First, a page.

(reviewed at the Gordon Craig Theatre, Stevenage on 9 March)
This new touring production is both a story about Irish emigration in the mid-20th century and a showcase for traditional Irish dancing, an increasingly popular genre. The story by Ross Mills, Ged Graham and Trevor Payne focuses on a young man Sean Dempsey (Mike Burr) and his childhood sweetheart Cora McGowen (Shauna Barry).
Sean sees no furture for himself at home, so migrates first to London and then to New York. Here he joins the Police Department and saves enough money for Cora’s passage, but she is torn between her family obligations and her love for him. Eventually she decides to stay in Ireland and, somewhat on the rebound, he marries his captain’s daughter Ekeanor (also plyed by Barry).
Linking the different times and places is the narrator (Graham), first as the parish priest, then as a Cricklewood fixer and finally as the NYPD chief (all three men are brothers). All three principal come at their roles with sincerity, though Graham does tend to milk his, especially in the second half. Mills directs and the excellent choreographer is Lianne Stubbs.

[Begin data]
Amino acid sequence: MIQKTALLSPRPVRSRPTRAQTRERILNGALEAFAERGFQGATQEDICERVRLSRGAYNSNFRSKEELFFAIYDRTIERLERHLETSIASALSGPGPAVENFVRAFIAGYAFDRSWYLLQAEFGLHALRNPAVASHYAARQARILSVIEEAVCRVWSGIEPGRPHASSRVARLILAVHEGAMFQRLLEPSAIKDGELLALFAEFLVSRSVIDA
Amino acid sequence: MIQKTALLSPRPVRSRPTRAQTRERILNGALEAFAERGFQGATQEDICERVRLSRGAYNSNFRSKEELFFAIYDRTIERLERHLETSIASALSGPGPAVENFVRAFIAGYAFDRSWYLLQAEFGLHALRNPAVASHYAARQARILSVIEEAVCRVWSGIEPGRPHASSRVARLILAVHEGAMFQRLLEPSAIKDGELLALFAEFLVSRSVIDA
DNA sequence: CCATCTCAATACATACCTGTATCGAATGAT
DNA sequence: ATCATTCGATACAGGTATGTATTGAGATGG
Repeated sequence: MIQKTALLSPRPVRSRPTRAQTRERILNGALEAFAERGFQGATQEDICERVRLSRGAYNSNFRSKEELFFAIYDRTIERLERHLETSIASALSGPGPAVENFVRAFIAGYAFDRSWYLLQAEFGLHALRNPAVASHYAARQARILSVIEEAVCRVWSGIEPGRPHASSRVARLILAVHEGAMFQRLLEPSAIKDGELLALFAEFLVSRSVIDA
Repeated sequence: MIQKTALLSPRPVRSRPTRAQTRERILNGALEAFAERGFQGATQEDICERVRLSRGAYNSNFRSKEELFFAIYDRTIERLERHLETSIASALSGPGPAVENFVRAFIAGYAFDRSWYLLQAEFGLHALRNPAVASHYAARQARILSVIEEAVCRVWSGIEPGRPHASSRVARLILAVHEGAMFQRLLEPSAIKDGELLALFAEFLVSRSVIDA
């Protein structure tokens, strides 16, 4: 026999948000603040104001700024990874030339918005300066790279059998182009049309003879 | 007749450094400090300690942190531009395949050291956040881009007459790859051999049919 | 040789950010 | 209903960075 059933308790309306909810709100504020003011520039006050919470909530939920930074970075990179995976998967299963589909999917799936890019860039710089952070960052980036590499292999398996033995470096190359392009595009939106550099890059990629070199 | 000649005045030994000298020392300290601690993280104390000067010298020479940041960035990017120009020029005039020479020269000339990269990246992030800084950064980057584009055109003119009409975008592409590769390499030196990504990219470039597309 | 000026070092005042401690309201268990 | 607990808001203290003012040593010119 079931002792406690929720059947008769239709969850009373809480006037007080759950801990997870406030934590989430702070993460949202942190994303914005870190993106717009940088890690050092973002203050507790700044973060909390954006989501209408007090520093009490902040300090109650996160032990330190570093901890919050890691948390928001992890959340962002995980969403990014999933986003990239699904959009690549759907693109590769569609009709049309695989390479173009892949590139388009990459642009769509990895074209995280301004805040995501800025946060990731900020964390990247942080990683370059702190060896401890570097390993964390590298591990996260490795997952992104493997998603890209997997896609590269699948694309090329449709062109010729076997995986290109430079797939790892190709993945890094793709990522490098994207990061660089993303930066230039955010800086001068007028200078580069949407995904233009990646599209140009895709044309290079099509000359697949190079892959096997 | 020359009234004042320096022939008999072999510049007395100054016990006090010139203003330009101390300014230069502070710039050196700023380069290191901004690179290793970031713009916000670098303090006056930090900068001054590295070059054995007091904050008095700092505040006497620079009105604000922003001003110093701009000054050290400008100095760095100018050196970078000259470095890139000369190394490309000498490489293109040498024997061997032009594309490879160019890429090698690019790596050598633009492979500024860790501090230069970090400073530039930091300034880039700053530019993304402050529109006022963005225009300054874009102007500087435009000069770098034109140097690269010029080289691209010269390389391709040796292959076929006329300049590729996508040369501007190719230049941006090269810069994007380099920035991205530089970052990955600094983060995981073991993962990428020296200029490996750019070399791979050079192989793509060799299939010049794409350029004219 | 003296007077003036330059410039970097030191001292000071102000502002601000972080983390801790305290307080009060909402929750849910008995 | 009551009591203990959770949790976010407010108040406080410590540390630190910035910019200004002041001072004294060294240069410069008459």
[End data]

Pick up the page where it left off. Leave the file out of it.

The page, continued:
You can’t fault to precision of the dancing ensemble with exceptionally neat footwork throughout and some spectacular leaps and jumps from Burr and the other male dancers. Jarrod Loughlin’s historical and topographical projections provide the background and take the place of scenery though Mike Stevens’ complex lighting design fell prey to a technological fault at the performance I saw.
It’s fair to say that the audience loved every minute of it, but there are longeurs; no doubt the show will tighten up as the tour progrsses (this goes on until May). Certainly the extended clap-along after the finale could be cut – not everyone wants to stand up and wave their arms about for what seemed like a quarter of an hour when cars, buses and trains await the journey home.
Ireland’s Call is at The Cresset, Peterborough (11 March), Cliffs Pavilion, Southend (26 March), Theatre Royal, Norwich (27 March), Prince’s Theatre, Claction (2 April), Regent Theatre, Ipswich (9 April), Queen’s Theatre, Hornchurch (25 April), Mercury Theatre, Colchester (26 April), The Grove, Dunstable (28 April) and Civic Theatre, Chelmsford (2 May).